No risk of radiation from food, says FSAI
IRISH consumers have been told there is no risk that Japanese food in their kitchen cupboards has been contaminated by radiation.
The Food Safety Authority of Ireland (FSAI) last night said no major imports of food had arrived in Ireland since the tsunami which crippled the Fukushima nuclear power plant a week ago.
It added that imports were routinely tested for radiation.
"At the moment we would have no [Japanese] food in Ireland manufactured since the nuclear incident," chief executive Professor Alan Reilly said.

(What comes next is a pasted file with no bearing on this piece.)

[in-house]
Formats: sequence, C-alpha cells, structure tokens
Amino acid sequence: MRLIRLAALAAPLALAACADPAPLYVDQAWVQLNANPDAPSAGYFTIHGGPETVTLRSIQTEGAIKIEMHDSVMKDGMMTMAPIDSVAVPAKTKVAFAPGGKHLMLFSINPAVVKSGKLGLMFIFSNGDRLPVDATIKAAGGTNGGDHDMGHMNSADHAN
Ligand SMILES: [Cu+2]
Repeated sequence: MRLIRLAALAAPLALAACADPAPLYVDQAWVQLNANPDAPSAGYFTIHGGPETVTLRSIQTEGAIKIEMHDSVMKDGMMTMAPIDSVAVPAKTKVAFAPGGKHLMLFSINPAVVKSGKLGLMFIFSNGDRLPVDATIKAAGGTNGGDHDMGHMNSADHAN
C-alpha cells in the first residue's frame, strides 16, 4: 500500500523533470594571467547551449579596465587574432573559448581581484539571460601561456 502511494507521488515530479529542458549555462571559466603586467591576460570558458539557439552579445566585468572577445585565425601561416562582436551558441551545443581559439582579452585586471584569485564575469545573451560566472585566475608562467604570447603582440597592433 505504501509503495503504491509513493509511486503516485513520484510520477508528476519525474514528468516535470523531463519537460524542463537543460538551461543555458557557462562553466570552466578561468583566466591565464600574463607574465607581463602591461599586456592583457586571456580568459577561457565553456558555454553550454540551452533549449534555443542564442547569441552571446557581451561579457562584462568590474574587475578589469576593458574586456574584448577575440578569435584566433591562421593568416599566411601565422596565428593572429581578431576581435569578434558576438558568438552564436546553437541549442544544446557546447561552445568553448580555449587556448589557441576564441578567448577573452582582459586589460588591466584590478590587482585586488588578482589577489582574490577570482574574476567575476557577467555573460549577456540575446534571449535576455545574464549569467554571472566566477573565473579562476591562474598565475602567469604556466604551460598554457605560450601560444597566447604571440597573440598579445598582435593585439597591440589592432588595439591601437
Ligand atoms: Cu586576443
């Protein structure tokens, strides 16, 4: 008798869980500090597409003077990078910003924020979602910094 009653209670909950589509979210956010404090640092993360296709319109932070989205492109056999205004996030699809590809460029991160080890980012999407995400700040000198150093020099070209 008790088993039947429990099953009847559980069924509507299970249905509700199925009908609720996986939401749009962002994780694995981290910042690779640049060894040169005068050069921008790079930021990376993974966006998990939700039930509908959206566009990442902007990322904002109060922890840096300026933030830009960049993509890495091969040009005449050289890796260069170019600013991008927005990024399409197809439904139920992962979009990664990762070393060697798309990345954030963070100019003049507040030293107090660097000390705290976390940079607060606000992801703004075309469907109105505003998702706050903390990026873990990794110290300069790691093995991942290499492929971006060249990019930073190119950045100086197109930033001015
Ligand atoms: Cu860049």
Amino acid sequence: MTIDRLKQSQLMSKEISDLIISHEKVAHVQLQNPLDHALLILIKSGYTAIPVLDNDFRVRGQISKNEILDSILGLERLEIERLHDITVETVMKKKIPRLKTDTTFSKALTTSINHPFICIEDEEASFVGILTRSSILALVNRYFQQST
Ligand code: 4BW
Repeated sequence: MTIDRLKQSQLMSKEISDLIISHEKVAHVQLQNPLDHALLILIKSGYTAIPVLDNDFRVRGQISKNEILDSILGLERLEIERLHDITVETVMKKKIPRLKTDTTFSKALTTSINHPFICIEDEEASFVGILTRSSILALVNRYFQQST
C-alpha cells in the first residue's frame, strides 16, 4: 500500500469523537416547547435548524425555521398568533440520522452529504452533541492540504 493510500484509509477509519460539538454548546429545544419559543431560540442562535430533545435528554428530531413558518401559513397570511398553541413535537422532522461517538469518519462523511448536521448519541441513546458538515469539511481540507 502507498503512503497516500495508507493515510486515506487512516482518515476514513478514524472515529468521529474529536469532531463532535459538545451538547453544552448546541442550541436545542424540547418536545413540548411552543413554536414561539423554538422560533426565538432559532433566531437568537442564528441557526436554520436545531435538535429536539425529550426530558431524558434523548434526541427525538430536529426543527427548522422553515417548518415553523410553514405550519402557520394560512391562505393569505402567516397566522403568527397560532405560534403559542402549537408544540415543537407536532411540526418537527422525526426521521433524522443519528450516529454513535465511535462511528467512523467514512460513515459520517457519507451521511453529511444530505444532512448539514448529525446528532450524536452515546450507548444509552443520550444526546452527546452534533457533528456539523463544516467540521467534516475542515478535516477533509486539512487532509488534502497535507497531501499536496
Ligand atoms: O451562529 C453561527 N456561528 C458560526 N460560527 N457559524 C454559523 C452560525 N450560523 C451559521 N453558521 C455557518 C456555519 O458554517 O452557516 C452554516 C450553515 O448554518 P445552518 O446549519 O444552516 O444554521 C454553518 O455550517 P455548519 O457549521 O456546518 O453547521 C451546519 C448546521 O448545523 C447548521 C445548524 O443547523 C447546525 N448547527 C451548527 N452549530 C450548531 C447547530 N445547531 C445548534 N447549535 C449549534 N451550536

"We know the types of food we import from Japan, and if we need to we will be monitoring those for contamination.
"We would take in fish and specialist foods like soy sauce. The quantities would be fairly low, and it's destined for specialist shops. Seaweed for wrapping sushi would also be imported."
Trade between Ireland and Japan is lucrative, and Irish companies exported goods worth €1.6bn to the Far East last year, with goods worth €726m imported. But very little of this is food and drink. Last year, just 109 tonnes of food were shipped here, with a value of €517,000, and most of that was destined for speciality shops.
Figures from the Central Statistics Office (CSO) show that cereals were the biggest import at 37 tonnes.